The remaining ECS teams are a strong European / South American split. The highest rated team of this section are, coincidentally, the first team that qualified. AVANGAR, the predominantly Kazakhstani team, have returned to taking it slow since finishing as runners-up at the Berlin Major. Despite winning at BLAST Pro Series Moscow, they’ve since not had the greatest record, having finished fourth at second tier DreamHack Open Rotterdam before getting knocked out of StarSeries i-League Season 8 in 9-12th.

With EG, Astralis, Fnatic and Liquid, the top four teams are all in attendance at ECS Season 8 Finals.

NiP on the other hand beat AVANGAR at BLAST Pro Series Moscow, even if they did end up finishing third. But since then the Swedes haven’t lit the world on fire, being eliminated from the first round of play-offs at V4, DreamHack Masters Malmo and StarSeries i-League Season 8 all in a row. Their most recent event, BLAST Pro Series Copenhagen, saw them finish strong, being runners up to FaZe in the final.

The next team to discuss are MIBR. The Brazilians were the last team from North America to qualify this season, beating eUnited in the final. Between now and the Major, however, that and finishing top of their ESL Pro League group have been their only real successes. A fourth place finish at BLAST Pro Series Moscow and a fourth place at second-tier V4 aren’t much to write home about. Their recent 5-6th place at StarSeries i-League came off the back of an impressive lower bracket run, so it may not be worth counting them out just yet.

Sharks round out the teams heading to ECS. Having come from the Pinnacle Cup, the Brazilian/Argentinian team were an outsider to even qualify for this season. That being said, they finished second in the first two weeks of the season to qualify, and finished top of the Latin America ESL Pro League group. This will be their first offline tournament finals since the Americas Minor in July, where they finished fourth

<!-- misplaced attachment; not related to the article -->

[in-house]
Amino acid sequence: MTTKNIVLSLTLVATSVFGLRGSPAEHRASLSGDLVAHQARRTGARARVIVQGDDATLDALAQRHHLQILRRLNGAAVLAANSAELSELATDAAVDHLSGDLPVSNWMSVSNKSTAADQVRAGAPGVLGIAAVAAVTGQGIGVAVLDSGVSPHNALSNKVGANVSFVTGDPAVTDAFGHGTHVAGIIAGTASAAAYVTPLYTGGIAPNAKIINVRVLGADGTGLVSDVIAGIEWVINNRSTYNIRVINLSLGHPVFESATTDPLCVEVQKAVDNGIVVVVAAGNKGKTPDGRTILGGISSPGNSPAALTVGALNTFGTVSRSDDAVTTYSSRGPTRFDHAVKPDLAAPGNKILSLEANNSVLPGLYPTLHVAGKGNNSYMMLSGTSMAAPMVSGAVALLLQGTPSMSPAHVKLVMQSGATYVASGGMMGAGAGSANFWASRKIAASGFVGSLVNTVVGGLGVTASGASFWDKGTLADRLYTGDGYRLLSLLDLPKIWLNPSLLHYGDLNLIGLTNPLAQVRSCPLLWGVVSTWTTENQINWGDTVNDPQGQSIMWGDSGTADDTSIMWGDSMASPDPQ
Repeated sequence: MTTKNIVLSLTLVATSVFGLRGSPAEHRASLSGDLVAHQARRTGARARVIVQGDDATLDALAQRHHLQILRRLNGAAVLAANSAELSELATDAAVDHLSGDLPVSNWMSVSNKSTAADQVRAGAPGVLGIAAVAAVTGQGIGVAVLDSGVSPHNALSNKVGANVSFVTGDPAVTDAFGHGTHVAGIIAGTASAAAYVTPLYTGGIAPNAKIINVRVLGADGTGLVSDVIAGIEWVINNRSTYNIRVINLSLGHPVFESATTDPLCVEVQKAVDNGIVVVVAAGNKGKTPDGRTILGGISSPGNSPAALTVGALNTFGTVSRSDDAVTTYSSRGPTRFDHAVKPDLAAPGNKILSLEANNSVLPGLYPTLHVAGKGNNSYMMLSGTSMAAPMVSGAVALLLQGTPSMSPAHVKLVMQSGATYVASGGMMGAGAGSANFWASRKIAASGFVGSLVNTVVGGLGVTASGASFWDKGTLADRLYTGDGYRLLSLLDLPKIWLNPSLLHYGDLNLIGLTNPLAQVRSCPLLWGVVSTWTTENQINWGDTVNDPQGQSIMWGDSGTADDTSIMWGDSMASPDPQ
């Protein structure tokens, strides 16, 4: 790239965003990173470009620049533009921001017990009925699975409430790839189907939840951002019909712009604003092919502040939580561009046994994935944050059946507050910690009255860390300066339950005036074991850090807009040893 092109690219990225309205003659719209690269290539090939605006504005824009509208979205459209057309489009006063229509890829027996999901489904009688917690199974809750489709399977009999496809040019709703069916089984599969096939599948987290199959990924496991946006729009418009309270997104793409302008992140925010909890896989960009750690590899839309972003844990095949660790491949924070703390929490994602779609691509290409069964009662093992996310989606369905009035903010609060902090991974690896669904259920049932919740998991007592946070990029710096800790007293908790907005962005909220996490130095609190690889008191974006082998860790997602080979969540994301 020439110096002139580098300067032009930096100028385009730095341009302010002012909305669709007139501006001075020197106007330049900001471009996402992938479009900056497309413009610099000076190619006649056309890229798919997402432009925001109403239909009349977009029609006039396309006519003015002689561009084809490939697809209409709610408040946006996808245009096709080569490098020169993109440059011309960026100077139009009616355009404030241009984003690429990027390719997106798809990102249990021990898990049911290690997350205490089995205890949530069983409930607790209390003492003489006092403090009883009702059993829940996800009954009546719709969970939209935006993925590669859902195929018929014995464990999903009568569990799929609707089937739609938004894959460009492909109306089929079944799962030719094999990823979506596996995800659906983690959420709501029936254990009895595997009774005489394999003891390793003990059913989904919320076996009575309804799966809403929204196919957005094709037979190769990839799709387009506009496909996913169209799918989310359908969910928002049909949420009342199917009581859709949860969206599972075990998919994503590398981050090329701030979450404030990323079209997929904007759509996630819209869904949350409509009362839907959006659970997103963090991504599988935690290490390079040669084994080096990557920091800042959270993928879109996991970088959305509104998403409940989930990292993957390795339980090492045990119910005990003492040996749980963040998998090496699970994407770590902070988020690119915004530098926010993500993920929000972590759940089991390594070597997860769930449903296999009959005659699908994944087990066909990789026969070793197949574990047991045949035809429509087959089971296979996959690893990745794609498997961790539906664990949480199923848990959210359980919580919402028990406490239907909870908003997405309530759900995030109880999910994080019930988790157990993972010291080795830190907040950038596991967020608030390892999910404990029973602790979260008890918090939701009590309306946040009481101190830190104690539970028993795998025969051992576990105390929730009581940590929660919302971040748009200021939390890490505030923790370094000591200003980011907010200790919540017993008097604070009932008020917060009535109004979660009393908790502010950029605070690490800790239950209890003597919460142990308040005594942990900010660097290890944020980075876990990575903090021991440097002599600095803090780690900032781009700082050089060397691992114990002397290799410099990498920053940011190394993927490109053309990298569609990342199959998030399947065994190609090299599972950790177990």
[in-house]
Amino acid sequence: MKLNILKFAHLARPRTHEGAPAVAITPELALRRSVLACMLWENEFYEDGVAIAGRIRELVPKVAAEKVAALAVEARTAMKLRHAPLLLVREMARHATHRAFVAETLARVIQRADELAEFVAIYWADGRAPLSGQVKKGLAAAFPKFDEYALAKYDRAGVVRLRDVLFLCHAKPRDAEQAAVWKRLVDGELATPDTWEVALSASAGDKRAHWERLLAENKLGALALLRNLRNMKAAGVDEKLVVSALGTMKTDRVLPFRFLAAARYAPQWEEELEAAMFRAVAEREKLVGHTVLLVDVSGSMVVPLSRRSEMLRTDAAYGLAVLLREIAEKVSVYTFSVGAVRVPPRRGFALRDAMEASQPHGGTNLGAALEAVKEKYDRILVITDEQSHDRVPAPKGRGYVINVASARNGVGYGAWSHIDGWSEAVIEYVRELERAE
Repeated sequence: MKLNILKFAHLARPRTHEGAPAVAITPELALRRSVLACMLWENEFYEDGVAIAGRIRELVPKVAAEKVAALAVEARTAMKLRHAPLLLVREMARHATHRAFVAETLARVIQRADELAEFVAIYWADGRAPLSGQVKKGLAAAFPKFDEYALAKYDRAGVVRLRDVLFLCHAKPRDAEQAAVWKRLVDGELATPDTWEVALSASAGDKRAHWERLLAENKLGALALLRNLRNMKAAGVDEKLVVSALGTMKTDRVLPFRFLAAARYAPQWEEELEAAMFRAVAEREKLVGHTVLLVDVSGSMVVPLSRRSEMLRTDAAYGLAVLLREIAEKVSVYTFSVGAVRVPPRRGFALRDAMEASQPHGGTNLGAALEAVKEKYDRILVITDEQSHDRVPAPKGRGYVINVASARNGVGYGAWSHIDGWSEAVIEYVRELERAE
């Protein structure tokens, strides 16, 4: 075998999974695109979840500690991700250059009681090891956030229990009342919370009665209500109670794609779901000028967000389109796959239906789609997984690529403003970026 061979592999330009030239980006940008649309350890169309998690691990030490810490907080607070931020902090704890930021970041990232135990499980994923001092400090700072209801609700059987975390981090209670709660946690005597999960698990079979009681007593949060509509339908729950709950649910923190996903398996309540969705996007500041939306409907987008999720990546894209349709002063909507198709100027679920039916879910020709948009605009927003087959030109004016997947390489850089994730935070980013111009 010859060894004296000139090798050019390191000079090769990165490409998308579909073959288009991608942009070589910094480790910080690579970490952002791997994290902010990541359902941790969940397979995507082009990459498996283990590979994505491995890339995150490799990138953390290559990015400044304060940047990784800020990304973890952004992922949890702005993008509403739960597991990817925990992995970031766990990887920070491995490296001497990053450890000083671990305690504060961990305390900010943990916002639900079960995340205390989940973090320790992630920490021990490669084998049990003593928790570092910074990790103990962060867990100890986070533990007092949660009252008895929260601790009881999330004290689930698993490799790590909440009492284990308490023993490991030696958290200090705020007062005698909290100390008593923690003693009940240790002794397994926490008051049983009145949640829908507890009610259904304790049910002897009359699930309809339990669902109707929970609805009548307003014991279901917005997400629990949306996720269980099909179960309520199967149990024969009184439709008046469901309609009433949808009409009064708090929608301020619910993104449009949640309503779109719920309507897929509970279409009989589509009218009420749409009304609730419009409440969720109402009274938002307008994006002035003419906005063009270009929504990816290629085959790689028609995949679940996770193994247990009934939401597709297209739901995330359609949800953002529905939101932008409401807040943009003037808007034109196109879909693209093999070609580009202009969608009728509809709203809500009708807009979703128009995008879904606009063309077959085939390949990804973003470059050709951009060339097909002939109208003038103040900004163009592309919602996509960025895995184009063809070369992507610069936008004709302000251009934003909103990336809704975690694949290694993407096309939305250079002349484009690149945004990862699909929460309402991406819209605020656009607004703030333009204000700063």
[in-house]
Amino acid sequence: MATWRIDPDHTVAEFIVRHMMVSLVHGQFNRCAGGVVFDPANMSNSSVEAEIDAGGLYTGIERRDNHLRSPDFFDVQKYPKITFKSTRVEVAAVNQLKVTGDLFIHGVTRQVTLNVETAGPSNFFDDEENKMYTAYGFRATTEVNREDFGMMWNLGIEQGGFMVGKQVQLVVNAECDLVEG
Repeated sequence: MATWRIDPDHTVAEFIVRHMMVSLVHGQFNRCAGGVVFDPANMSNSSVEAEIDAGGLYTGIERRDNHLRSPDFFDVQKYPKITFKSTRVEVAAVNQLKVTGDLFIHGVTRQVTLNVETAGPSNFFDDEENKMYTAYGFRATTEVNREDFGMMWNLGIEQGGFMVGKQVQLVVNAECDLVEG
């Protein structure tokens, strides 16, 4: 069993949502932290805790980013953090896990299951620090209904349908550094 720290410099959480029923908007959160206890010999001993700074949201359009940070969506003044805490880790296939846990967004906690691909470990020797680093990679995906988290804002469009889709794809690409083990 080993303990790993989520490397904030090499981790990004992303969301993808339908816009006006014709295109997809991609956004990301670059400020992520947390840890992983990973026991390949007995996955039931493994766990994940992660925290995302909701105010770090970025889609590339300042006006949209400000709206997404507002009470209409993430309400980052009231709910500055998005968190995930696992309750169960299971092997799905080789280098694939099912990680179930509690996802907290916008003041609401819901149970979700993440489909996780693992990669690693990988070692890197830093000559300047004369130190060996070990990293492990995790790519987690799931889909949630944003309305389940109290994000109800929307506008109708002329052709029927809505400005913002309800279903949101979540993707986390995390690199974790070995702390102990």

Pre-ECS Events

There are two events before ECS Season 8 Finals, both in China. First will be IEM Beijing, between November 7 - 11, where Astralis and Evil Geniuses have been invited to compete. Then Perfect World’s CS:GO Asian Championships are set to take place between November 21 - 24, where AVANGAR, Evil Geniuses and MIBR will be in action.

There’s a lot of time for the odds to shift, and predictions to change as teams move ahead of each other in the rankings, or have better performances against one another. So do keep that in mind before making your mind up as to who your winner is - it can quickly change.

The ECS Season 8 Finals start on November 28, and continue until December 2. All the action in the $125,000 event can be found on the FACEIT Twitch channel.

* Odds subject to change

Esports Home
See the ECS Season 8 Finals odds here

About the author

Michael Moriarty

Michael has previously worked as an award winning freelance writer in the world of Esports for over 5 years, specialising in CS:GO and Rocket League. Outside of Esports and gaming, Michael is a supporter of AFC Wimbledon in football and occasionally watches a bit of snooker.